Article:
By Nivedyta Khanna
Most of the cinema viewers are mainly confined to metro cities. Surveys say that the movies are not for the masses but for the elite class. In 2016, 2.2 billion tickets were sold in India and 1.25 billion were sold in China.
Well, the movies do have an effect on our brains. In today’s time, it is said that a film can influence someone to be a detective or a scientist. On a serious note, the movies that involve art in them can have a deep influence on the person’s brain.
How do they affect scientifically?
Scientifically, it turns out that there are complex processes happening in multiple areas of the brain that allow us to get swept up in a movie, according to Washington University psychology professor Jeff Zacks.
Zacks explained the deep physical response we have to certain scenes in movies as normal since it is just the brain processing the stimuli you are getting from those scenes just like it do so in real life. We have certain real-life incidents that explain how our brains can be affected by films.
It is said that if we watch an intense scene in a film our heart rate and blood pressure increases. This can lead to heart attacks, in people who have cardiovascular weaknesses.
Films can also make you more aggressive, since a study of 250 women found that when they watched clips of violence and then tested afterward the women were more likely to place importance, subconsciously, on words describing violence or aggression.
Impact of movies and celebs on the people? How?
Importance of cinema on the lifestyle of people is the most complex and powerful art present in the world. Movies like Taare Zameen Par, brought attention to the topic of dyslexia, something that wasn’t commonly known in India and showed parents and teachers on how kids who suffer from this can be helped in a healthy.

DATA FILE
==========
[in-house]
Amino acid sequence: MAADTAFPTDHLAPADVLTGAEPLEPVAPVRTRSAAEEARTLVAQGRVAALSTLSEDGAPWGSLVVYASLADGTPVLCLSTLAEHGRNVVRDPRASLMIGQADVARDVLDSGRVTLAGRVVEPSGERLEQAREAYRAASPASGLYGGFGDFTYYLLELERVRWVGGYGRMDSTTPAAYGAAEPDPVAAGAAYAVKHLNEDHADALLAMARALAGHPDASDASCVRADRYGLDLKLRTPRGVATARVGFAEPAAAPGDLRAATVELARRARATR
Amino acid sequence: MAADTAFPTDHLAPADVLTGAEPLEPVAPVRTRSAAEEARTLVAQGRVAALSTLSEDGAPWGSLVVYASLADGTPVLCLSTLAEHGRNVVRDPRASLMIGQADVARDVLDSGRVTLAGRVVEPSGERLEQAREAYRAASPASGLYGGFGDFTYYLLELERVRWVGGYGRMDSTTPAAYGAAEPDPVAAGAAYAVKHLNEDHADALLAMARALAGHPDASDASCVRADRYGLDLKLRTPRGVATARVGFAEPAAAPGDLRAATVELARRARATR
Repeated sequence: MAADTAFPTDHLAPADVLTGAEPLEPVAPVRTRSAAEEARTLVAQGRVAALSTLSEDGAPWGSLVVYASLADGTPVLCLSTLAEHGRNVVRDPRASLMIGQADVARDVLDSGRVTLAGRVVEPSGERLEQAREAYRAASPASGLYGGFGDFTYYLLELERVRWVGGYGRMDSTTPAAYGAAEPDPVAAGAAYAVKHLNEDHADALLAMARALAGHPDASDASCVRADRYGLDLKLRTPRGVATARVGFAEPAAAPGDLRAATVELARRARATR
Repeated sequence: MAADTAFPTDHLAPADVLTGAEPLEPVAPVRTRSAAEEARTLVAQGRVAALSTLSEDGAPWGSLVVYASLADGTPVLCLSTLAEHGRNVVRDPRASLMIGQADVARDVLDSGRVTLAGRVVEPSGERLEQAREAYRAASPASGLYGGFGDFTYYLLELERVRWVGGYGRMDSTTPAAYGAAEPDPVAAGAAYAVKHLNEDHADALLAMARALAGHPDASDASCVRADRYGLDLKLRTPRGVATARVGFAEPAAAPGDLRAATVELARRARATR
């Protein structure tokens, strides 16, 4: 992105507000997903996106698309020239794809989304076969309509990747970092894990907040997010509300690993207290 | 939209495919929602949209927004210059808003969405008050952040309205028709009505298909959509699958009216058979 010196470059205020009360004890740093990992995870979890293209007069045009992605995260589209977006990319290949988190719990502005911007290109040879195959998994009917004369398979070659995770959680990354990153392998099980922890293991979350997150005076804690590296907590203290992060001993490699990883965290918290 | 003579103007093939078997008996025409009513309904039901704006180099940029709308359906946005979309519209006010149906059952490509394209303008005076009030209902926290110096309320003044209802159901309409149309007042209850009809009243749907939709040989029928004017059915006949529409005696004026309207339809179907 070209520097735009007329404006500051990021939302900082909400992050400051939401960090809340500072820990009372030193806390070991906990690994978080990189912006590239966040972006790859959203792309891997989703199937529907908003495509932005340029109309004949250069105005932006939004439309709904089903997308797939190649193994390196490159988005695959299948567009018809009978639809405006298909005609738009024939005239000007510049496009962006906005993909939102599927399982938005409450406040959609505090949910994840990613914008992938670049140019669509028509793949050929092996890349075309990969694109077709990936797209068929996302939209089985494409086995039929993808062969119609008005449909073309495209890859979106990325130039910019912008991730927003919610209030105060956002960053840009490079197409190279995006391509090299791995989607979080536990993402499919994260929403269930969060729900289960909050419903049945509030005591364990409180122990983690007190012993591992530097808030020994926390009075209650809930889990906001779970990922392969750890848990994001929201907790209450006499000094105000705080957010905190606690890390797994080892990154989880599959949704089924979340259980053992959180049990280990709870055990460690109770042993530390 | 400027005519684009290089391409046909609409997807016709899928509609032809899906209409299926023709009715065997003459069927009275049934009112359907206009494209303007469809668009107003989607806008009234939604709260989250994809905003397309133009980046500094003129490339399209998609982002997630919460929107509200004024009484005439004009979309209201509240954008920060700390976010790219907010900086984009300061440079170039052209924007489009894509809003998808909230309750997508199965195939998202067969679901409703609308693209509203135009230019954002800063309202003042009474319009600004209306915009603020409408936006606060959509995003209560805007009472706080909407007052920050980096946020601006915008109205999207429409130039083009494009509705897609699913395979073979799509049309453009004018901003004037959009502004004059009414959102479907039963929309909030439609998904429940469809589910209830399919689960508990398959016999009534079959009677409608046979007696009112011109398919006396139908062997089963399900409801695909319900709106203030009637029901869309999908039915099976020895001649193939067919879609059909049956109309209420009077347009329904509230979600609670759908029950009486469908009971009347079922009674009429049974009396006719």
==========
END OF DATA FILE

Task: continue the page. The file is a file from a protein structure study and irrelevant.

Movies also affect people differently and depends on each individual. While some take it lightly as a few hours of entertainment. There are people who take movies extremely seriously and start correlating to their daily life, with their way of talking, actions, and thoughts undergoing a tremendous change.
The 2007 movie, No Smoking by Anurag Kashyap portrayed overcoming an addiction in the scariest and darkest manner and could be seen as triggering in certain instances.
A more dangerous instance of a person taking a movie too seriously was that of an American Kyle Shaw who after watching Fight Club, made homemade bombs and exploded them across New York City on Memorial Day weekend in 2009.
The movie by David Fincher and based on Chuck Palahniuk’s debut novel was about underground boxing and organised terrorism. The teen also admitted that he was trying to launch his own ‘Project Mayhem’ a reference to the movie.
The extremely popular show Dexter about a serial killer has also seen people getting influenced from it in real life and committing murders. Apparently, a 17-year-old boy named Andrew Conley in 2009, strangled and killed his 10-year-old brother Conner and then dumped his body in a park.
While talking to police interrogators, Conley said that, “I don’t know if you’ve heard of it, but it’s called ‘Dexter,’ and it’s on Showtime. And I feel like him because he’s a serial killer of bad people … but I just feel like him.”
It is noted that even the actors or celebs have a great influence on people’s brains and that the celebs become either their best or worst role models.
A well published survey of UK parents with children under ten years old voted both Cyrus and Minaj as worst role models. These celebs often influence the youth as to how to look or what they wear, along with also affecting their sense of identity.
The influence of celebs in the construction of young people’s aspirations is being focused as well. This year, Sikkim Government announced AR Rahman as its Brand Ambassador. The state government had earlier this year made him the Brand Ambassador of tourism and business.
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